By: Patricia A. McKillip
Format/Source: eARC courtesy of the publishers via NetGalley
Hidden away from the world by his mother, the powerful sorceress Heloise Oliver, Pierce has grown up working in her restaurant in Desolation Point. One day, unexpectedly, strangers pass through town on the way to the legendary capital city. “Look for us,” they tell Pierce, “if you come to Severluna. You might find a place for yourself in King Arden’s court.”
Lured by a future far away from the bleak northern coast, Pierce makes his choice. Heloise, bereft and furious, tells her son the truth: about his father, a knight in King Arden’s court; about an older brother he never knew existed; about his father’s destructive love for King Arden’s queen, and Heloise’s decision to raise her younger son alone.
As Pierce journeys to Severluna, his path twists and turns through other lives and mysteries: an inn where ancient rites are celebrated, though no one will speak of them; a legendary local chef whose delicacies leave diners slowly withering from hunger; his mysterious wife, who steals Pierce’s heart; a young woman whose need to escape is even greater than Pierce’s; and finally, in Severluna, King Arden’s youngest son, who is urged by strange and lovely forces to sacrifice his father’s kingdom.
Things are changing in that kingdom. Oldmagic is on the rise. The immensely powerful artifact of an ancient god has come to light, and the king is gathering his knights to quest for this profound mystery, which may restore the kingdom to its former glory—or destroy it…
Readers of my blog know that Patricia A. McKillip is one of my favourite authors, in the fantasy genre and in general. So I was pretty excited when I found out that she was coming out with a new book this year (flailing, in fact) 🙂 I was fortunate to have been approved an eARC of the novel to read in exchange for an honest review. This book will be available on 02 February 2016.
Kingfisher is something of a coming of age story, a family drama, and a fantastical quest that’s King Arthur-esque. A lot of elements of this story were familiar to Patricia McKillip’s storytelling: the strange nature of magic and how it comes forth through everyday items and activities, the dream-like cross between reality and magic and dreams and illusions, the gorgeous writing and the cryptic natures of some of the characters that grace the story. What starts off as Pierce Oliver’s coming-of-age journey to find his father becomes a complicated plot in which he gets caught up in some massive shifts and changes in the kingdom.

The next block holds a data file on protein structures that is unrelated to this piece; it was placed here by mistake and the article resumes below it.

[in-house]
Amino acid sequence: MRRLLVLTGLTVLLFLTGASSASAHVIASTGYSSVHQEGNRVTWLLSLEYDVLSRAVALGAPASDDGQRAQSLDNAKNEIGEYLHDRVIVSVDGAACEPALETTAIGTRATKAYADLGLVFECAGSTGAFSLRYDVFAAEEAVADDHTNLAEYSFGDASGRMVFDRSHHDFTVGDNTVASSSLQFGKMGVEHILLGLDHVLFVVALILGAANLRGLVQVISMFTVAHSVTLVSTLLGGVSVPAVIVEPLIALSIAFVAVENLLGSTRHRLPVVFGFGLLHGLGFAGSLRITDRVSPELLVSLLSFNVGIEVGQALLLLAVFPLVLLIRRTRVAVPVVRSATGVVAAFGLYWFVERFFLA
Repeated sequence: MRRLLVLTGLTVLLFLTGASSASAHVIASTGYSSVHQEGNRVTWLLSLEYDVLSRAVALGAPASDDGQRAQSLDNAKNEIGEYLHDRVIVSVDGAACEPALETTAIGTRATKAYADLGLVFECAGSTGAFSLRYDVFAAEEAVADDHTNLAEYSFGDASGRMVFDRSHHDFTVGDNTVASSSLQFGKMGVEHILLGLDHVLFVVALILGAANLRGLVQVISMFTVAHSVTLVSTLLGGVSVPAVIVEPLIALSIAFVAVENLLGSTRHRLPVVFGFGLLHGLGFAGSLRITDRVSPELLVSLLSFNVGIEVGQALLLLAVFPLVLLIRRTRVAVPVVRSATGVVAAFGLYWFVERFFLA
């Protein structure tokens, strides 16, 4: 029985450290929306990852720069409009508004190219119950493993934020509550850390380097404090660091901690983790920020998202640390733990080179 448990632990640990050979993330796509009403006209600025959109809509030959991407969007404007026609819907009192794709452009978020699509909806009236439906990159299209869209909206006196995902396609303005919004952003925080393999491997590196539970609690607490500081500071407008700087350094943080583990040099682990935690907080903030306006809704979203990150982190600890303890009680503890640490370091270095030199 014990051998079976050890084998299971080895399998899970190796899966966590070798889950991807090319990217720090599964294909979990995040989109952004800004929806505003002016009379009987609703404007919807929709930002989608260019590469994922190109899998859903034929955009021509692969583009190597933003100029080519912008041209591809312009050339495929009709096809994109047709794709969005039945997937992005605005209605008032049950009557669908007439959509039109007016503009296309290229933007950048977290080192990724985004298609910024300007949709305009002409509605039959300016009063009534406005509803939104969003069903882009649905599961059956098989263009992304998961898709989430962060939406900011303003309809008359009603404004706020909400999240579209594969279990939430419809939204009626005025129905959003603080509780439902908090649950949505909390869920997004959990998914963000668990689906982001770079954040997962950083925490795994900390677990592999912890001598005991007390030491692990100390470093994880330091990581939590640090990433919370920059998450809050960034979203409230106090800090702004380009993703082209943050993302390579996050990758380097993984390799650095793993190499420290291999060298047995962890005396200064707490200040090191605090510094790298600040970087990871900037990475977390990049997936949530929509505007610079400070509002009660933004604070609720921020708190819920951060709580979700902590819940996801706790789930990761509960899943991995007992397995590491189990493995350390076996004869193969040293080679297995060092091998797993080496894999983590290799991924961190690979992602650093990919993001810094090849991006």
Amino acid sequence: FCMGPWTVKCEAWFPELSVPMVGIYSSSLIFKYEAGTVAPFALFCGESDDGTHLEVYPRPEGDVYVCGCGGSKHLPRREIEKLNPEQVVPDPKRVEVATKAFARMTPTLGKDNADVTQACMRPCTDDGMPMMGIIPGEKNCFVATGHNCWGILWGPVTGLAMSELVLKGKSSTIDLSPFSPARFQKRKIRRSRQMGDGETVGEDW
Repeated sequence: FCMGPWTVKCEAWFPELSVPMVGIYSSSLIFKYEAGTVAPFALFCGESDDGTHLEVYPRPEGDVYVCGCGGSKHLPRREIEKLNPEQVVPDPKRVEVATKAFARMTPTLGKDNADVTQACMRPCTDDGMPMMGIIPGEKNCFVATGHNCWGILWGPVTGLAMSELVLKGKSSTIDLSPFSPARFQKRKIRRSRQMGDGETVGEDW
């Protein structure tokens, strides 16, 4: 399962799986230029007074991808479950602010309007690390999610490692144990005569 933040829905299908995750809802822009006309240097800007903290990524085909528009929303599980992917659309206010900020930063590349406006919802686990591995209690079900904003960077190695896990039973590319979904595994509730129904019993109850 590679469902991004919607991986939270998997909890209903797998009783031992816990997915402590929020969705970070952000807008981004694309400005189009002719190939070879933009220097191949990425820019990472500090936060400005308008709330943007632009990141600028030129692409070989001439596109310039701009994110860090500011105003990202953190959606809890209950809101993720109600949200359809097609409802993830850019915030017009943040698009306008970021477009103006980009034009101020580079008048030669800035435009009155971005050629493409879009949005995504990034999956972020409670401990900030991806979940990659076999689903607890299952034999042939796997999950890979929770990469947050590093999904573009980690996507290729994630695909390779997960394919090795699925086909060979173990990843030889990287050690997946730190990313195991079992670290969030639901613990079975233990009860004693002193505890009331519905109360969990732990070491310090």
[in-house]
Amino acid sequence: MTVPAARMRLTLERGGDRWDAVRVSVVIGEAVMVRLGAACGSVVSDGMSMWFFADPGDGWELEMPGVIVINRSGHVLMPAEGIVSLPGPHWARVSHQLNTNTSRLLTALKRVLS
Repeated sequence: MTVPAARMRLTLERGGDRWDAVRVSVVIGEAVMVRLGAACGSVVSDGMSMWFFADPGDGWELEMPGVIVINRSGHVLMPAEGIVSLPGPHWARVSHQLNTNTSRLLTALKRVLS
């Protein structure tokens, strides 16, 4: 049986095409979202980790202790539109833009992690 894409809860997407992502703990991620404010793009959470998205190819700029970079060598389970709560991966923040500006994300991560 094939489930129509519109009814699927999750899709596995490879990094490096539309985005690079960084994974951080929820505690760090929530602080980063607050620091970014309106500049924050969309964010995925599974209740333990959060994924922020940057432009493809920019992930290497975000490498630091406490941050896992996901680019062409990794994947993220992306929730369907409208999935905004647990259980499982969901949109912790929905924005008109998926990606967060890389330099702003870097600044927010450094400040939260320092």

Despite of these familiar elements present in Patricia McKillip’s latest novel, it was much harder to get into this novel. While dreamy at some parts, it overall didn’t feel as fantastical or as dreamy as her previous novels. Part of it might be because of the setting of this story; a bit of a personal preference thing but I do find it a bit weird whenever a fantasy novel has cars and other modern conventions and equipment in it. I never quite settled in to the world that she created for this story. The story itself also made it rather difficult to really get into the novel and travel alongside these characters; I appreciated the complexity in the different groups of characters and how they represented different trajectories and storylines that eventually coalesce and how the kingdom’s politics mingled in with the quest for the magical cauldron and the potential return of magic into the world. But I found that I didn’t really connect with the characters; I thought Heloise Oliver was the most interesting character and would’ve loved to have followed her story instead.
Overall, Kingfisher was an interesting enough story but it didn’t feel as self-contained as her previous novels or as wondrous. The ending left me with more questions and an overall sense of dissatisfaction that left me wondering if perhaps this might be the start of a new trilogy from the author. Nonetheless it’s nice to see Patricia A. McKillip come out with a new novel, I look forward to seeing what she writes next 🙂